The world's association of camel scientists fought back angrily on Monday over Australian plans to kill wild dromedaries on the grounds that their flatulence adds to global warming.
The idea is "false and stupid... a scientific aberration", the International Society of Camelid Research and Development (ISOCARD) charged, saying camels were being made culprits for a man-made problem.
"We believe that the good-hearted people and innovating nation of Australia can come up with better and smarter solutions than eradicating camels in inhumane ways," it said.
The kill-a-camel suggestion is floated in a paper distributed by Australia's Department of Climate Change and Energy Efficiency, as part of consultations for reducing the country's carbon footprint.
The scheme is the brainchild of an Adelaide-based commercial company, Northwest Carbon, a land and animal management consultancy, which proposes whacking feral camels in exchange for carbon credits.
Camels were introduced to the Outback in the 19th century to help early settlers cope with hot, arid conditions.
Now they number around 1.2 million and, say some, are a pest because of the damage they inflict to vegetation and their intestinal gases.
Each camel, according to the champions of a cull, emits 45 kilos (99 pounds) of methane, the equivalent of one tonne a year in carbon dioxide (CO2), the main warming gas.
Northwest Carbon says it would shoot the camels from helicopters or corral them before sending them to an abattoir for eating by humans or pets.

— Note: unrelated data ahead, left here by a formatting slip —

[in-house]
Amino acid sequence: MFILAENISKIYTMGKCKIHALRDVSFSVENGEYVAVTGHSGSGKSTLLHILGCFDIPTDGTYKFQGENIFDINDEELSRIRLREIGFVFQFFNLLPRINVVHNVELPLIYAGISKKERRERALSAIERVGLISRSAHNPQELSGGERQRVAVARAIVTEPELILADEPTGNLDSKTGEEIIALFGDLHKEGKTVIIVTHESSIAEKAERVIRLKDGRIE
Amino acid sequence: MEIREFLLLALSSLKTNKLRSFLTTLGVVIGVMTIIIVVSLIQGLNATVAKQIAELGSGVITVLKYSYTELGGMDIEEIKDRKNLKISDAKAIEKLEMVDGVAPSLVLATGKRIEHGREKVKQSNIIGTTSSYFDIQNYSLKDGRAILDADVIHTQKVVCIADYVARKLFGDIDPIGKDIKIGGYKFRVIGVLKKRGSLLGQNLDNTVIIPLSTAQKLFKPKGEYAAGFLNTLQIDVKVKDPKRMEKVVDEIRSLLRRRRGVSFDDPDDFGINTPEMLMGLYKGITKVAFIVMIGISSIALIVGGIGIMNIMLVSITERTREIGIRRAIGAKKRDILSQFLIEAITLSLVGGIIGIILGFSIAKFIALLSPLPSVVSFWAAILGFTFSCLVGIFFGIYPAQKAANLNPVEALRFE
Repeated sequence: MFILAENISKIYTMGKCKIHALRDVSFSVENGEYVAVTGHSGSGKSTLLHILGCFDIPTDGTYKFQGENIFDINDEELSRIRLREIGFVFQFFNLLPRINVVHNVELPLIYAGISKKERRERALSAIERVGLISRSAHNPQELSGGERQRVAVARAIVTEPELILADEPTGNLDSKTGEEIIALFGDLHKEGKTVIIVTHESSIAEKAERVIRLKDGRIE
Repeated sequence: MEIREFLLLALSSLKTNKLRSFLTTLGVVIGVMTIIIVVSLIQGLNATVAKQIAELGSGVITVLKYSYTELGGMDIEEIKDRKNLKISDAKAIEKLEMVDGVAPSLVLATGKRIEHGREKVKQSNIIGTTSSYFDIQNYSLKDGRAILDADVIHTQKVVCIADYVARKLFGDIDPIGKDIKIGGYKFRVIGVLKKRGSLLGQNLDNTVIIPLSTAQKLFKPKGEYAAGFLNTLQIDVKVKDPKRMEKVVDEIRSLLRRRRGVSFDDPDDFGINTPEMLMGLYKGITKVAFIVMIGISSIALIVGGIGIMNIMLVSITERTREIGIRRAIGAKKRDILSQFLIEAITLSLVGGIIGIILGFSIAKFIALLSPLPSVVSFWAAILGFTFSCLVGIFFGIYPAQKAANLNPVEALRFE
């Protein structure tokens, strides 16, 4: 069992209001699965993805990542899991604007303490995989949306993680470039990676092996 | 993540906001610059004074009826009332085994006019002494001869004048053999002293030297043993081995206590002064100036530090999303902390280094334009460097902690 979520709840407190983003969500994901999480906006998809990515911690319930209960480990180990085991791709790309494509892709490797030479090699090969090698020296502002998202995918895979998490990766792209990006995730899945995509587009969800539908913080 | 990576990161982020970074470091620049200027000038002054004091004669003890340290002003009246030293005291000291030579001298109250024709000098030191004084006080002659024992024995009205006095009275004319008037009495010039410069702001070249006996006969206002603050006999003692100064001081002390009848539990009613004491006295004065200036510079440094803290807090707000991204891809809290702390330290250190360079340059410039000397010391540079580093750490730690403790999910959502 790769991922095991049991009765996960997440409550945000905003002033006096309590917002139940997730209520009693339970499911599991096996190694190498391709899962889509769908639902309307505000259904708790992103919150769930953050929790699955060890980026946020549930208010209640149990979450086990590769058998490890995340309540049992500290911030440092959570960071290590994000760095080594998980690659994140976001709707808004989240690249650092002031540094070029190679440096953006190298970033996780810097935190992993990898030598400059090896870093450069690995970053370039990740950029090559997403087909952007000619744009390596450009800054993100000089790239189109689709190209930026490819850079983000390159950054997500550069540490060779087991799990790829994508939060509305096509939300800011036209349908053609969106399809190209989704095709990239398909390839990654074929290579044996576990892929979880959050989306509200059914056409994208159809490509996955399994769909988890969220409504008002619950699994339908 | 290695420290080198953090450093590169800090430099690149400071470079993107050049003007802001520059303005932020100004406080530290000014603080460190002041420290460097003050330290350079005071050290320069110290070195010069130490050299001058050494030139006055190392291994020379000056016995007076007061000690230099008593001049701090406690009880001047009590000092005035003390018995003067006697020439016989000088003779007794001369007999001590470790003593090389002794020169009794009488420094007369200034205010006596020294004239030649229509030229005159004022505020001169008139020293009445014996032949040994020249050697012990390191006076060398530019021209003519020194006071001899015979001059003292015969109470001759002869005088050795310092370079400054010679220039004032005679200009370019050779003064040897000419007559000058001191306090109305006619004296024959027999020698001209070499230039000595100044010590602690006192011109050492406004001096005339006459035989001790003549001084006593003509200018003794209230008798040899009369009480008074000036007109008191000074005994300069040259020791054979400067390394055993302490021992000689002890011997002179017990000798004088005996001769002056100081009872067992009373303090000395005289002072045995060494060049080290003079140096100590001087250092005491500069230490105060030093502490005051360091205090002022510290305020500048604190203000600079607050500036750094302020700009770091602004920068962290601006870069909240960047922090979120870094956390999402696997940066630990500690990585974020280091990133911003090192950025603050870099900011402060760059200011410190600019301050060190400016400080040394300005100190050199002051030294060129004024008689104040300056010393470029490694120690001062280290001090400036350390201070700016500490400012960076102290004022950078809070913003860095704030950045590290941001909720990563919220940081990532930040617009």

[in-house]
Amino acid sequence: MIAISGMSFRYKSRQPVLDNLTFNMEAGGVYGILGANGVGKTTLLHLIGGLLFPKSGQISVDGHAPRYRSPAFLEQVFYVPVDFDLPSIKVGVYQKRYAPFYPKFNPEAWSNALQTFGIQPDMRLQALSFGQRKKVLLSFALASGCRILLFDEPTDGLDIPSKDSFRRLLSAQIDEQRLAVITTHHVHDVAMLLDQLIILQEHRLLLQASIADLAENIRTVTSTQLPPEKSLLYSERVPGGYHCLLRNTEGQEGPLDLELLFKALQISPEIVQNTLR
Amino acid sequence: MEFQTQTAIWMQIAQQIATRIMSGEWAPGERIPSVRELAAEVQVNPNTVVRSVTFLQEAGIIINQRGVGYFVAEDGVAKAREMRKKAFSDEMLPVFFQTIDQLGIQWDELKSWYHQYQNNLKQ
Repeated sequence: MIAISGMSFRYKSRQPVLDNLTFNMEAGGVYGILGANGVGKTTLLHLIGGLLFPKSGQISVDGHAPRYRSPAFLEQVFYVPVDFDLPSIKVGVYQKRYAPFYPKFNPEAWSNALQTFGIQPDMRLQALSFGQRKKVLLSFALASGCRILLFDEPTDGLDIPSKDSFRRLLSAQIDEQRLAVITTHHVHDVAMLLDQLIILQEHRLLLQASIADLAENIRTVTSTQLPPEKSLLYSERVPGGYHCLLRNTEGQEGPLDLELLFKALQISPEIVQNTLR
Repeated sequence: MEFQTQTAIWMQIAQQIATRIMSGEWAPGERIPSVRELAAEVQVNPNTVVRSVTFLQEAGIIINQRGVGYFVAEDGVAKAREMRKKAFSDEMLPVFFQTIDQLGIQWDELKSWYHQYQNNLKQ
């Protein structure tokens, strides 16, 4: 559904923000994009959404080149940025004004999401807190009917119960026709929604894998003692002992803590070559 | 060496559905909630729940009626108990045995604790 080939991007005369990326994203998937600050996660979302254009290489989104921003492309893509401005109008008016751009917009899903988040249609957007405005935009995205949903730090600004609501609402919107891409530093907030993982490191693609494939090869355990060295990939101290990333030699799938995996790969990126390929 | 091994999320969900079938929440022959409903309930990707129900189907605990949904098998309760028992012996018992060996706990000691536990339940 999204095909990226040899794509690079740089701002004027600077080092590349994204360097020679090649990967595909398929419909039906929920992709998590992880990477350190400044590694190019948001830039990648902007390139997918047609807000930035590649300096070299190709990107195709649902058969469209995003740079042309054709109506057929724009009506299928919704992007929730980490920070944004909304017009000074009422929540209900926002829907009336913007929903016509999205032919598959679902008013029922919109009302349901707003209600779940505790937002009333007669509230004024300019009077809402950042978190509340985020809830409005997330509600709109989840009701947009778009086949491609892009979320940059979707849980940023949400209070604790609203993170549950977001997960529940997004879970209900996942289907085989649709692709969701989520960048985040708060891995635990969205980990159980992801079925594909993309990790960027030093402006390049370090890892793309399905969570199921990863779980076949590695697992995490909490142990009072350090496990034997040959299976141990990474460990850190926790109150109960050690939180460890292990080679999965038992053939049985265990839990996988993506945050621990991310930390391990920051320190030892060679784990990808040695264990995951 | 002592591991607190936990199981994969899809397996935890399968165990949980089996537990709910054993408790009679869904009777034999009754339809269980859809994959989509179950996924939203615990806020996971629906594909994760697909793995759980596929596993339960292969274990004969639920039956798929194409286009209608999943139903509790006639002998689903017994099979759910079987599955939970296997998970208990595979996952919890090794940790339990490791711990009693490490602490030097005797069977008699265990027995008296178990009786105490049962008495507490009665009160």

But Isocard, an association of more than 300 researchers headquartered at al Ain University in the United Arab Emirates (UAE), said the calculations were absurd.
"The estimation of methane emission by camels is based on cattle data extrapolation," it said in a press release.
"The metabolic efficiency of camel is higher than that of cattle, (...) camels are able to produce 20-percent more milk by eating 20-percent less food, they have different digestive system and are more efficient in the utilization of poor quality roughages," it noted.
In addition, the bacterial flora of camel intestines means their digestion is closer to that of monogastric animals, such as pigs, rather than as cattle and sheep, said ISOCARD.
"Therefore, the estimation of camel methane emission is quite debatable, as well as the estimated feral population."
The 28 million camels in the world represent less than one percent of all vegetation-eating biomass, and their emissions are just a tiny fraction of those made by cattle, it argued.
"The feral dromedary camels should be seen as an incomparable resource in arid environments," the group said. "They can and should be exploited for food (meat and milk), skin and hides, tourism etcetera."
Australia is heavily reliant on coal-fired power and mining exports and has one of the highest per-capita carbon levels in the world.
The government plans to tax the nation's 1,000 biggest polluters for carbon emissions from mid-2012, with a fixed price giving way to a cap-and-trade scheme within five years.
To offset their emissions, polluters could buy carbon credits -- CO2 or other greenhouse gases that are avoided through other schemes.